This FTSE 100 growth stock is a top holding for ‘Britain’s Warren Buffett’

Top-performing fund manager Nick Train is often referred to as ‘Britain’s Warren Buffett’. This is because Train, like Buffett, generally invests with a ‘high conviction’ approach, choosing to hold only a limited number of stocks in this portfolios. Unlike many other portfolio managers who diversify across a large number of stocks in the fear of underperforming their benchmark indices, Train is not afraid to keep his portfolios concentrated and to take large positions in companies that he’s confident in.

Today, I’m profiling an under-the-radar FTSE 100 growth stock that Train currently has significant exposure to in his Lindsell Train UK Equity fund. Should you consider this stock for your own portfolio?


Headquartered in London, Schroders (LSE: SDR) (LSE: SDRC) is a £9bn market cap investment manager that offers both asset management and wealth management solutions. The stock is currently the eighth largest-holding in the Lindsell Train UK Equity fund with a 6% weighting, which suggests the fund manager is highly confident about its prospects.

Glancing at the company’s financials and track record, I can see why he rates the stock highly. For example, over the last five years, net profit has surged 110% from £283m to £594m and the group has lifted its dividend payout by a whopping 163%. Return on equity has also been excellent in that time, averaging a high 17%. Train has stated in the past that he likes financial companies that generate fees from assets under management, because of the fact that the stock market has a tendency to rise over time.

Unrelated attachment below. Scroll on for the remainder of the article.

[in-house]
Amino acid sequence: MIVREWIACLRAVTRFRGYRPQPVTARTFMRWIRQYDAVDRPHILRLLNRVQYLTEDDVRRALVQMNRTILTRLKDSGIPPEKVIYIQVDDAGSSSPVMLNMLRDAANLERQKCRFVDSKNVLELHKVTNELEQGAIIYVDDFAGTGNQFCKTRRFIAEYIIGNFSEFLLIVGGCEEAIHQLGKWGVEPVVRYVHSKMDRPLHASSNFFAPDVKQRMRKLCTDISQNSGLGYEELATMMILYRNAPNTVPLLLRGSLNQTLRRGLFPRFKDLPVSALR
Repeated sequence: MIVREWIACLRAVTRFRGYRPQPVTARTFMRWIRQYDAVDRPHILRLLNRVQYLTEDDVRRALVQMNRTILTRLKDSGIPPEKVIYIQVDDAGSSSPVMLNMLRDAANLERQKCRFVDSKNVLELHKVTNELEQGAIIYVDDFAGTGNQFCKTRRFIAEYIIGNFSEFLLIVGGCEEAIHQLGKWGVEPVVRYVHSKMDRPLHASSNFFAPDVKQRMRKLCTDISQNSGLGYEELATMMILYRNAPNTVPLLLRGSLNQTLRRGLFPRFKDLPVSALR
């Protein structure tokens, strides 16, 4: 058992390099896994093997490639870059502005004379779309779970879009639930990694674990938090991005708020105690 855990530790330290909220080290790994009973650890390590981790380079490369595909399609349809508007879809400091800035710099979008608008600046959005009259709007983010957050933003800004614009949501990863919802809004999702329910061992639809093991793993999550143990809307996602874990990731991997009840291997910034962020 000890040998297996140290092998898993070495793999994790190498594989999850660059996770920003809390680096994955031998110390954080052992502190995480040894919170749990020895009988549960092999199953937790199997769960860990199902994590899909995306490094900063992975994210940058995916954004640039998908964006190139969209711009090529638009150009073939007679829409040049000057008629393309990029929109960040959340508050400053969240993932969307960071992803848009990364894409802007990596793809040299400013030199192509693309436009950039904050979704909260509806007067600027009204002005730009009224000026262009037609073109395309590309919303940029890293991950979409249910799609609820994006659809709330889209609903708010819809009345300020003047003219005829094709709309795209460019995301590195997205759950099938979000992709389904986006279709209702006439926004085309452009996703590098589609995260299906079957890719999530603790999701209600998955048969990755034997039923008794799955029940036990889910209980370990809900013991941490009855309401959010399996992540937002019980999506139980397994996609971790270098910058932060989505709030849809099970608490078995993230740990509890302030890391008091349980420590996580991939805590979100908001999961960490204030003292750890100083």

Solid results

Half-year results, released today, show that the company continues to enjoy momentum. Assets under management increased marginally during the period to £449.4bn, up from £447bn at the end of December, with profit before tax and exceptional items rising 10% to £397m on the same period last year. Basic earnings per share for the half year increased to 106p, up from 97.8p last year and the dividend was lifted 3% to 35p per share.

Group Chief Executive Peter Harrison commented: “Our diversified business model has again proven its worth. We remain confident that we can generate growth through the cycle and that we are well placed to continue to create value for our clients and shareholders over the long term.”

Worth buying?

Looking at the group’s track record and recent results, I believe Schroders shares continue to offer appeal.

There are risks to the investment case, of course, with one such risk being the threat of passive (ETF) investing. However, over the last five years to the end of December, 84% of Schroders’ assets under management outperformed their respective benchmarks and if the company can continue to perform like this, it should be able to continue to prosper.

The shares currently trade on a forward P/E of 13.7 and offer a dividend yield of 3.7%, which I think are attractive metrics. It’s worth noting that Schroders also offers non-voting shares which are traded under ticker SDRC. For private investors, who most likely have less desire to vote, I think these shares offer particular appeal, as they currently offer a higher yield of 4.7%.

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Edward Sheldon owns shares in Schroders (non-voting). The Motley Fool UK has recommended Schroders (Non-Voting). Views expressed on the companies mentioned in this article are those of the writer and therefore may differ from the official recommendations we make in our subscription services such as Share Advisor, Hidden Winners and Pro. Here at The Motley Fool we believe that considering a diverse range of insights makes us better investors.